NetBSD 5.1

November 19, 2010 posted by Soren Jacobsen

NetBSD 5.1 is now available for download. NetBSD 5.1 is the first feature update of the NetBSD 5.0 release branch. It includes security and bug fixes, as well as improved hardware support and new features.

Some highlights include:

  • RAIDframe parity maps, which greatly improve parity rewrite times after unclean shutdown
  • X.Org updates
  • Support for many more network devices
  • Xen PAE dom0 support
  • Xen PCI pass-through support

For more details, please see the release notes at

Grab NetBSD 5.1 from your local mirror, or grab a torrent.

Have fun!




Does NetBSD come with a gui installer?

Posted by sec on November 19, 2010 at 07:09 PM UTC #

The common installer is curses. Do you require pink ponies? :)

Posted by S.P.Zeidler on November 20, 2010 at 11:04 AM UTC #

@ sec, I am with you on the GUI installer, I am a Netbsd newbie, if you are accustomed like me to using the very easy Linux graphical installers, the hardest part will be the partitioning but it is quite straightforward. Don't let the lack of a GUI installer put you off from giving Netbsd a try. Alternatively try the Jibbed Live CD. Regards, John

Posted by J.Boyd on November 20, 2010 at 12:22 PM UTC #

S.P.Zeidler, why do you try to be witty at any rate? Many *nix like systems come with a GUI installer these days. Sec only asked, and I am sure, you could do with a more polite reply, If you consider a graphical installer a stupidity, as your remark suggests, it is your point, and nobody will stop you from that, but you do not have to force that oppinion to the others - especially when they do not ask you about it.

Posted by kolaloka on November 21, 2010 at 05:41 PM UTC #

I also found the comment put me off. It wasn't so much a witty comment as a disparaging one. Why go out of your way to drive potential Netbsd users away? You should have taken a minute to describe the installation process, unless it actually is your intention to persuade people not to try Netbsd. Seems so.

Posted by GWbridge on November 21, 2010 at 06:19 PM UTC #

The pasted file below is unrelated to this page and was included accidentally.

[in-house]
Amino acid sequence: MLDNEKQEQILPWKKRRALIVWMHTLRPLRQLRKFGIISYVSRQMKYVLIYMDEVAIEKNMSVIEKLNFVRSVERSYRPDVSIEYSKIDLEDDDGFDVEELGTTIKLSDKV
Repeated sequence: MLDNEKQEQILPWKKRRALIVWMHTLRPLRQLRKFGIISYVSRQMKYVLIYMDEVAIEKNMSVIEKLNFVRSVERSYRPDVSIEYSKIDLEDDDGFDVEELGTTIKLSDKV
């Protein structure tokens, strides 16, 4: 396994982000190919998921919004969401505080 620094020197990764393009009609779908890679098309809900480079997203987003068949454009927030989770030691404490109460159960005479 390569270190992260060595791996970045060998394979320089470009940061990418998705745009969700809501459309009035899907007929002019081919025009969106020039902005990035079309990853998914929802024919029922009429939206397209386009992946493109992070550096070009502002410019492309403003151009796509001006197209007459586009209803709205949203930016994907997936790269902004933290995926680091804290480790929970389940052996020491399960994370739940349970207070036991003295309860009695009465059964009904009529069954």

For several years I used polished Linux distros like Ubuntu or SUSE. But then I switched to NetBSD and it helped me finally to study what is UNIX, I mean to study the internals. I did not need deep knowledge of the OS internals when I used Ubuntu, but I had to start acquiring such knowledge when I switched to NetBSD. The manual is excellent!!! Thank you NetBSD team for study opportunity. Your project helps people to study UNIX and sure to use stable BSD.

Posted by Gvozdoder on November 22, 2010 at 10:01 AM UTC #

About the GUI installer: some might argue that the curses installer is indeed a GUI installer ;) But seriously, there's live NetBSD systems out there that give you a more polished look and feel to the installation. And then there's the NetBSD curses based installer, which does a pretty good job. To get an idea of how it looks, have a look at the screenshot series in the installing chapter of the NetBSD guide:

Posted by Martin Weber on November 23, 2010 at 02:43 AM UTC #

How can i quickly upgrade from 5.0?

Posted by Dmitry on November 23, 2010 at 02:16 PM UTC #

1) get release sets for your platform from your local mirror as linked above - don't download xsets if you don't plan on using these 2) rename etc.tgz to e.g. etc.tar.gz 3) unpack your new kernel, move the old one aside (/onetbsd e.g.), install the new kernel into place (just cp it over) 4) reboot to single-user 5) (bourne/korn syntax) do e.g. : cd /path/to/release/sets ; p=${PWD}; for i in *tgz; do cd / && progress -p ${i%.tgz} -zf $p/$i tar -xepf - ; done ; 6) env TERM=wsvt25 etcupdate -s etc.tar.gz - follow onscreen merging process. 7) likely run postinstall as suggested by etcupdate 8) exit (to continue booting to multi-user) 9) *plopp* you've earned yourself a beer. That's about true for installing any netbsd version btw...

Posted by Martin S Weber on November 23, 2010 at 04:20 PM UTC #

For kolaloka and sec: Why do you require graphical installation environment, where is the bonus? (the "Many *nix like systems come with a GUI installer these days." is not appropriate answer)

Posted by www on November 26, 2010 at 12:22 AM UTC #

@kolaloka I'm sorry my reply came across as impolite; I guess "I want Pink Ponies!" is not a recognized silly phrase where you are. NetBSD has an installer that gives you guidance, and the difference between that and what is commonly referrred to as GUI is graphics, ie pictures. The question, thus, was: do you care about the functionality or how glitzy it looks? IME, some installers look very pretty but don't actually make installing a system easier. I'd rather have something that doesn't look so sleek but provides good guidance and also works across a serial console.

Posted by S.P.Zeidler on December 01, 2010 at 08:54 PM UTC #

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